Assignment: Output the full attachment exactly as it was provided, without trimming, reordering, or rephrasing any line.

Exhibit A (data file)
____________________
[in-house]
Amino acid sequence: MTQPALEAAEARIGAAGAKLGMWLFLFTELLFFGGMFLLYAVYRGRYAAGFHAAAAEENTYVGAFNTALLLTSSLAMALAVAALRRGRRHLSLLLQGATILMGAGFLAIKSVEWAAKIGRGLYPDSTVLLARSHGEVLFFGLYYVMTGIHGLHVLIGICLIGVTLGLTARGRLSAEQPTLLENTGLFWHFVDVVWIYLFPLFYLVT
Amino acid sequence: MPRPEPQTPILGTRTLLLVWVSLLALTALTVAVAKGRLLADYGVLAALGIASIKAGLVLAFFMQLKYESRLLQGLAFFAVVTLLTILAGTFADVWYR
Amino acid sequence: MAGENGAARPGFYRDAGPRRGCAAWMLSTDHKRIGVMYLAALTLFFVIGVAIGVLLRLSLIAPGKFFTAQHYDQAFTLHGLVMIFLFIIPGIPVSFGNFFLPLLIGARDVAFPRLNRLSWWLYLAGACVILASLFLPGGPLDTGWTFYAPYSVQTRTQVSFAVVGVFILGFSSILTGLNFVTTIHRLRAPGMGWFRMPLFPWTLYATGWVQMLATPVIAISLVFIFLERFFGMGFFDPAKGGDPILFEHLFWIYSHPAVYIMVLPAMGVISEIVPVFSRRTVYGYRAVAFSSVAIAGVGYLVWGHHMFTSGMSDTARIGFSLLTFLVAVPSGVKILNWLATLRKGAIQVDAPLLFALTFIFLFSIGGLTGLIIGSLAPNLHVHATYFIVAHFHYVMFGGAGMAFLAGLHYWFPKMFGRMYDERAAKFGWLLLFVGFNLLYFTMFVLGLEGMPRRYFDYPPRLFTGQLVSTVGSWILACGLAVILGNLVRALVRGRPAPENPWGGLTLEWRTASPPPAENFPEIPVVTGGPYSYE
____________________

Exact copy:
[in-house]
Amino acid sequence: MTQPALEAAEARIGAAGAKLGMWLFLFTELLFFGGMFLLYAVYRGRYAAGFHAAAAEENTYVGAFNTALLLTSSLAMALAVAALRRGRRHLSLLLQGATILMGAGFLAIKSVEWAAKIGRGLYPDSTVLLARSHGEVLFFGLYYVMTGIHGLHVLIGICLIGVTLGLTARGRLSAEQPTLLENTGLFWHFVDVVWIYLFPLFYLVT
Amino acid sequence: MPRPEPQTPILGTRTLLLVWVSLLALTALTVAVAKGRLLADYGVLAALGIASIKAGLVLAFFMQLKYESRLLQGLAFFAVVTLLTILAGTFADVWYR
Amino acid sequence: MAGENGAARPGFYRDAGPRRGCAAWMLSTDHKRIGVMYLAALTLFFVIGVAIGVLLRLSLIAPGKFFTAQHYDQAFTLHGLVMIFLFIIPGIPVSFGNFFLPLLIGARDVAFPRLNRLSWWLYLAGACVILASLFLPGGPLDTGWTFYAPYSVQTRTQVSFAVVGVFILGFSSILTGLNFVTTIHRLRAPGMGWFRMPLFPWTLYATGWVQMLATPVIAISLVFIFLERFFGMGFFDPAKGGDPILFEHLFWIYSHPAVYIMVLPAMGVISEIVPVFSRRTVYGYRAVAFSSVAIAGVGYLVWGHHMFTSGMSDTARIGFSLLTFLVAVPSGVKILNWLATLRKGAIQVDAPLLFALTFIFLFSIGGLTGLIIGSLAPNLHVHATYFIVAHFHYVMFGGAGMAFLAGLHYWFPKMFGRMYDERAAKFGWLLLFVGFNLLYFTMFVLGLEGMPRRYFDYPPRLFTGQLVSTVGSWILACGLAVILGNLVRALVRGRPAPENPWGGLTLEWRTASPPPAENFPEIPVVTGGPYSYE